The time is now to amend the Constitution to restore the true meaning of the First Amendment and the promise of our founding documents.

[1] For SJRES 19 cosponsors, see Library of Congress THOMAS, “S.J.RES.19,” For amendment proposals in the 113th Congress and their cosponsors, see United For the People, “Amendments,” For the views of senators and representatives in 113th Congress on the amendment strategy, see United For the People, “113th Congress,”

[2] United For the People , “Local and State Resolutions,”

[3] United For the People , “Endorsers,” accessed on May 25, 2014,

[4] United For the People , “Endorsing Organizations,” accessed on May 25, 2014,

[5] People For the American Way , “Democratic Platform Open to a Constitutional Amendment”, Sept. 4, 2012. Available here: .

[6] People For the American Way , “President Obama voices his support for a constitutional amendment,” Aug. 31, 2012. Available here: . Zachary Roth, MSNBC, “John Paul Stevens: We need to level the playing field,”

[7] While Citizens United, 558 U.S. 310 (2010), was a devastating blow to the people’s ability to protect our democracy and our elections, problems go back to Buckley v. Valeo, 424 U.S. 1 (1976). Available here: .

Although in Buckley the Court upheld disclosure provisions, contribution limits, and aggregate contribution limits— the latter of which were recently knocked down by the Roberts Court in McCutcheon v. FEC, 134 S.Ct. 1434 (2014)— the Court struck down limits on individuals’ expenditures and on self-funding of campaigns. Thus in Buckley, the Court created exploitable loopholes and set the basis for an illogical campaign finance jurisprudence that would have lasting and damaging effects on Congress and the states’ ability to regulate election spending.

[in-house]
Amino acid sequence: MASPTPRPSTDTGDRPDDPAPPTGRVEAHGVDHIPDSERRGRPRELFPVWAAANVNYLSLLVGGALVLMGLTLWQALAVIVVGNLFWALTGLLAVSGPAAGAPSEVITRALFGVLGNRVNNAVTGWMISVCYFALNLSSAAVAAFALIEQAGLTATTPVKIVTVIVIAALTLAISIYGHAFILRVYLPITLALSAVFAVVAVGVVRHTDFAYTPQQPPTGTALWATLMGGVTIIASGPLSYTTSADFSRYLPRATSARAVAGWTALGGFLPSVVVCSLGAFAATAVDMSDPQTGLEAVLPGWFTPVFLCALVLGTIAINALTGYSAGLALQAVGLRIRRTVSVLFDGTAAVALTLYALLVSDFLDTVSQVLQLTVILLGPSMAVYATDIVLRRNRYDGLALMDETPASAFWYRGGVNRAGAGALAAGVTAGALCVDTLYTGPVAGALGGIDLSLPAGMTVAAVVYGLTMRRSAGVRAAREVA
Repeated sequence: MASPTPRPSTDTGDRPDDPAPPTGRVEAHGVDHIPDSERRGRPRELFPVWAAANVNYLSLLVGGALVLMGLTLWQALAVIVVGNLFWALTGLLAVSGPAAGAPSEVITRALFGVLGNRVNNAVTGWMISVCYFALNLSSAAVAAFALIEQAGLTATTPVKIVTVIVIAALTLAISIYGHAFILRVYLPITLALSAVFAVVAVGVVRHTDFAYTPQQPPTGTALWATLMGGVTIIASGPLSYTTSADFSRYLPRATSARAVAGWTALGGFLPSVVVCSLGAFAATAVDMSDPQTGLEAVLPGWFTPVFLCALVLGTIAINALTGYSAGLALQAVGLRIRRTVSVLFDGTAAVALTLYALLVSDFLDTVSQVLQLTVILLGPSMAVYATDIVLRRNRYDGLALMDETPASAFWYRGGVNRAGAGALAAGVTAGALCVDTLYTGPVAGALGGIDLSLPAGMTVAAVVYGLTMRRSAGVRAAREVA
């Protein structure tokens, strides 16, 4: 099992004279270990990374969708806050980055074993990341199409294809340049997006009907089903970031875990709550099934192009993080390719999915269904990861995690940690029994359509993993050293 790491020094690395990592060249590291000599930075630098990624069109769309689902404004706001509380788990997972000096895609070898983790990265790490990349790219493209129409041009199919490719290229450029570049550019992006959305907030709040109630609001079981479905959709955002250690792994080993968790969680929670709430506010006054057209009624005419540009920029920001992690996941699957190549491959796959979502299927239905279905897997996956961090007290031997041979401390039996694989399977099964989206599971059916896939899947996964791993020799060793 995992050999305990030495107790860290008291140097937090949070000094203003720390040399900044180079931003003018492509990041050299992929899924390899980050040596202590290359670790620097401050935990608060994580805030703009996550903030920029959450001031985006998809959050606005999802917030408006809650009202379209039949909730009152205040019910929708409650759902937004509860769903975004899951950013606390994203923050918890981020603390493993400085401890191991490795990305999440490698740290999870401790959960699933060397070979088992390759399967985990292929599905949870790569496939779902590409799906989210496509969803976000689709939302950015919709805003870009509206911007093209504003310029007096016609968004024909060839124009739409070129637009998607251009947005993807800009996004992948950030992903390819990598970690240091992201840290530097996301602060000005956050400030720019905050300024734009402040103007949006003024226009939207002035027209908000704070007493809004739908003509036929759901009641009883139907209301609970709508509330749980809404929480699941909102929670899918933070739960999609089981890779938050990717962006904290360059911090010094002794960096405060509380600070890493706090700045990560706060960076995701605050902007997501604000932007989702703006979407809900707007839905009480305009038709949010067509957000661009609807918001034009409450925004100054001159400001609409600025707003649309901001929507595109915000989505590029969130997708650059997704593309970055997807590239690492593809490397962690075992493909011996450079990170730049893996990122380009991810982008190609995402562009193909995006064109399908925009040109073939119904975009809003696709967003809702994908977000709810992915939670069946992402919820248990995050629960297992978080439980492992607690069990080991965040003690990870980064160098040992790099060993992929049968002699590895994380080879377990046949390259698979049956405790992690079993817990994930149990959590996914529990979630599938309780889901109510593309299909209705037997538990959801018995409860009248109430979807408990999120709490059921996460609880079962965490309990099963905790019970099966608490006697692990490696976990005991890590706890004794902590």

[8] OpenSecrets , “Big Picture”, accessed on May 25, 2014,

[9] John Nichols and Robert W. McChesney, The Nation, “Dollarocracy,” Sept. 30, 2013. Available here: .

[10] Richard Hasen, Daniel Lowenstein and Daniel Tokaji, “Election Law Cases and Materials” Fifth Edition, 2013 supplement,

[11] As of May 30, 2014, over $106 million of outside spending has already poured into the 2014 federal midterm elections. Of that, roughly 60% has come from Super PACs, and over 20% has come from “dark money” social welfare groups and trade associations that do not have to disclose their donors.Center For Responsive Politics, “Outside spending,” accessed May 30, 2014, Spending by these outside groups, as of May 30th in this election cycle, has approximately tripled from the amount outside groups spent in the same time period leading up to the 2010 midterms (leaping from $27.6 million in 2010 to $97.7 million in 2014). In 2006, this number was $3.5 million – that’s a twenty-eight-fold increase in just two midterm cycles. Center For Responsive Politics, “Total Outside Spending by Election Cycle, Excluding Party Committees” accessed May 30, 2014, .

52% of the money spent so far on national cable and broadcast television advertisements in 2014 Senate races has been purchased by outside groups; of those television advertisements, over half have come from groups that do not have to disclose their donors. 90% of all television advertisements in North Carolina’s U.S. Senate race have come from outside spenders. Wesleyan Media Project, “Interest Group Advertising Pours Into Senate Races,” .

[12] In 2012, out of $4 million spent on a city council race in Richmond, California, the Chevron Corporation spent $1.2 million in independent expenditures. Prior to Citizens United, state law prohibited such spending from corporate treasuries on elections. Three months before the election, a fire in a refinery operated by Chevron in Richmond had spewed toxic fumes through the city, prompting the city council to consider tough measures against the oil company. Tawanda Kanhema, Richmond Confidential, “Citizens Outspent: Inside Richmond’s $4m Election Campaign,” and John Geluardi, East Bay Express, “Can Richmond Progressives Regroup?” .